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Cosmogenic 10Be and 26Al measurements from bedrock exposures in East Antarctica provide indications of how long the rock surface has been free from glacial cover. Samples from the crests of Zakharoff Ridge and Mount Harding, two typical nunataks in the Grove Mountains, show minimum 10Be ages of 2.00 ± 0.22 and 2.30 ± 0.26 Ma, respectively. These ages suggest that the crests were above the ice sheet at least since the Plio–Pleistocene boundary. Adopting a ‘reasonable’ erosion rate of 5–10 cm Ma-1 increases the exposure ages of these two samples to extend into the mid-Pliocene. The bedrock exposure ages steadily decrease with decreasing elevation on the two nunataks, which indicates ~200 m decrease of the ice sheet in the Grove Mountains since mid-Pliocene time. Seven higher elevation samples exhibit a simple exposure history, which indicates that the ice sheet in the Grove Mountains decreased only ~100 m over a period as long as 1–2 Ma. This suggests that the East Antarctic Ice Sheet (EAIS) was relatively stable during the Pliocene warm interval. Five lower elevation samples suggest a complex exposure history, and indicate that the maximum subsequent increase of the EAIS was only 100 m higher than the present ice surface. Considering the uncertainties, their total initial exposure and subsequent burial time could be later than mid-Pliocene, which may not conflict with the stable mid-Pliocene scenario.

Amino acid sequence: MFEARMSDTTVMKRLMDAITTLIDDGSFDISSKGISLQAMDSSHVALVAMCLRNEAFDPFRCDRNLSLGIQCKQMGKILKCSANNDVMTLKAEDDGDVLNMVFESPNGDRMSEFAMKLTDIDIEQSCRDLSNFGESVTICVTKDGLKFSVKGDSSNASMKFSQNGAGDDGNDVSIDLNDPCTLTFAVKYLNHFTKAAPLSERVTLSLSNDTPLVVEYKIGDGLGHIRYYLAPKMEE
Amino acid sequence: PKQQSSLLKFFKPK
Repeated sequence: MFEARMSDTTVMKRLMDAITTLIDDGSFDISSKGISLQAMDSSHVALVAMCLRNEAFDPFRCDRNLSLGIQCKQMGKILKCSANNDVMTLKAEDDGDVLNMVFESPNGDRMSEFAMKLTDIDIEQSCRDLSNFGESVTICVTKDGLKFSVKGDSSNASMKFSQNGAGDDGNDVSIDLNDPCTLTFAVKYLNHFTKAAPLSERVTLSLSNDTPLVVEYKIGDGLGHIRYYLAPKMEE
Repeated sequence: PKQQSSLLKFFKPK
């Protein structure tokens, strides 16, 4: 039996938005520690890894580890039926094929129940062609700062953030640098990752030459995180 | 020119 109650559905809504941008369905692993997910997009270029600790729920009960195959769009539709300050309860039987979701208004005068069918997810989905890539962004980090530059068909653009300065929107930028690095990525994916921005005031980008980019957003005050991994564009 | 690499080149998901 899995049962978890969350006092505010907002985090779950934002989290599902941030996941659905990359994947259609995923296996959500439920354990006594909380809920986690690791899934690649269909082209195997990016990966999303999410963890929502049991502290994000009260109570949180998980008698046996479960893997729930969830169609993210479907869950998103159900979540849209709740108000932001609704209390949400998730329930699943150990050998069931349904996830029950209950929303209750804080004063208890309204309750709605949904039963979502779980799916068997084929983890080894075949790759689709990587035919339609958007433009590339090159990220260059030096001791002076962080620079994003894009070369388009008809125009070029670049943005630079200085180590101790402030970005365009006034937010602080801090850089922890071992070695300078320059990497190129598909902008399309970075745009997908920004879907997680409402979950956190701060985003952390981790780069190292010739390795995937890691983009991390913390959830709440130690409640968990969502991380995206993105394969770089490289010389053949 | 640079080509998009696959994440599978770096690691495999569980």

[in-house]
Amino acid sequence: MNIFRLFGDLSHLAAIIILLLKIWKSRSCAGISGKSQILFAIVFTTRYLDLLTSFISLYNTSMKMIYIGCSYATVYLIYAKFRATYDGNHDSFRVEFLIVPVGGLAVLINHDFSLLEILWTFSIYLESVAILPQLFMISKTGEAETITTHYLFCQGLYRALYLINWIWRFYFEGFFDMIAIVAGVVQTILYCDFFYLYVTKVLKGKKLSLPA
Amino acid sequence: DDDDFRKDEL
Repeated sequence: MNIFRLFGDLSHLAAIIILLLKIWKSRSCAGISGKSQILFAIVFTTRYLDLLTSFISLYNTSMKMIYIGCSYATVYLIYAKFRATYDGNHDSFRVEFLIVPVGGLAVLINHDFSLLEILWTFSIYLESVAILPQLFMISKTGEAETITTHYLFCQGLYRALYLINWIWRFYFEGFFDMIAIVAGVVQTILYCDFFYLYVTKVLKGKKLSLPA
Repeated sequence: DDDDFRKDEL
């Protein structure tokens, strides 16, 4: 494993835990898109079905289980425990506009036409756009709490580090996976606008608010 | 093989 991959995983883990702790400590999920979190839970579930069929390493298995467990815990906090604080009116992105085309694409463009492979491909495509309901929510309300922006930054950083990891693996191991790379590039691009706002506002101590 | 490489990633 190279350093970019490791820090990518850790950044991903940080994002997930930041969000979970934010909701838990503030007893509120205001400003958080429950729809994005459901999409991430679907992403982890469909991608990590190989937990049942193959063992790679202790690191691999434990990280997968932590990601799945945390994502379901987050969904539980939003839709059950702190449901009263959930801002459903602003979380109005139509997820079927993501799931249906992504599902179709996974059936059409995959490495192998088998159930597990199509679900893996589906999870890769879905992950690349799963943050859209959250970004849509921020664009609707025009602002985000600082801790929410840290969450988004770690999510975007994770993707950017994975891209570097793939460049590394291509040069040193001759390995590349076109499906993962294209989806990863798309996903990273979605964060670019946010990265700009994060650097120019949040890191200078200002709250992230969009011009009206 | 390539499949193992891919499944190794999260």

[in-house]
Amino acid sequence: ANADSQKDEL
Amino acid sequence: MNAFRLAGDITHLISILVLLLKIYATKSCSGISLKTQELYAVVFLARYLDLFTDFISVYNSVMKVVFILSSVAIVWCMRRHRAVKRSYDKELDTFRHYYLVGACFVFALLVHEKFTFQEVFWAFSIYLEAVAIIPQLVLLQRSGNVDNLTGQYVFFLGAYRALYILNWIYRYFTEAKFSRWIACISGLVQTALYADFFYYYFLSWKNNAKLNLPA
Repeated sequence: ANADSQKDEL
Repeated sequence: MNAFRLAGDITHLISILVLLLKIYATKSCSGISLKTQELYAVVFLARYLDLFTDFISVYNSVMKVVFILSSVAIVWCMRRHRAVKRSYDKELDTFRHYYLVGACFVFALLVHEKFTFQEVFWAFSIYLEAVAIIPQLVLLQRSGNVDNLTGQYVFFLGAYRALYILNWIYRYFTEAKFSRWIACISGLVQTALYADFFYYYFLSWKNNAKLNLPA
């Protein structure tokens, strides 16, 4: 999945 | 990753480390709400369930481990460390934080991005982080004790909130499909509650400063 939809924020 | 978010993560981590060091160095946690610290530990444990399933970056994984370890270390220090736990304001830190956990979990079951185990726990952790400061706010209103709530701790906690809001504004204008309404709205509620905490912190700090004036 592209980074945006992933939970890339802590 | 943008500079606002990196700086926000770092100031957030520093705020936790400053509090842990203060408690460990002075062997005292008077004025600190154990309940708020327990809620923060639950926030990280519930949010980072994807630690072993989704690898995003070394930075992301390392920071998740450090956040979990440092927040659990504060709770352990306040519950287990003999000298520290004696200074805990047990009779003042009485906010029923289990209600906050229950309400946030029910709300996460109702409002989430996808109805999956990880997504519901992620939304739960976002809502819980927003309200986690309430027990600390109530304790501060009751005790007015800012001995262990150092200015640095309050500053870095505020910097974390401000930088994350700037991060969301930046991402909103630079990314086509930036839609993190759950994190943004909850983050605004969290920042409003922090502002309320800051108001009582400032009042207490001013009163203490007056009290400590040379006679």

During fieldwork of the 1998–99 and 1999–2000 Chinese National Antarctic Research Expedition (CHINARE), three different kinds of Cenozoic sedimentary record were found in the Grove Mountains, which are in East Antarctica about 450km inland of Prydz Bay. These consist of (1) glaciogenic sedimentary erratics found in the moraine banks in the central area of Grove Mountains, which can be subdivided into four types according to different degrees of lithification as well as differences in inner structure and include in-situ diamicts; (2) palaeosols found in several small depressions in the southern slope of the Mount Harding; and (3) different kinds of glacial moraine floating on the surface of blue ice or around the foot of some nunataks. Preliminary results suggest that the in situ glaciogenic sediments were formed in the ice-sheet frontal area by the interaction of glacial movement and ice sheet melt water under climatic conditions warmer than today.
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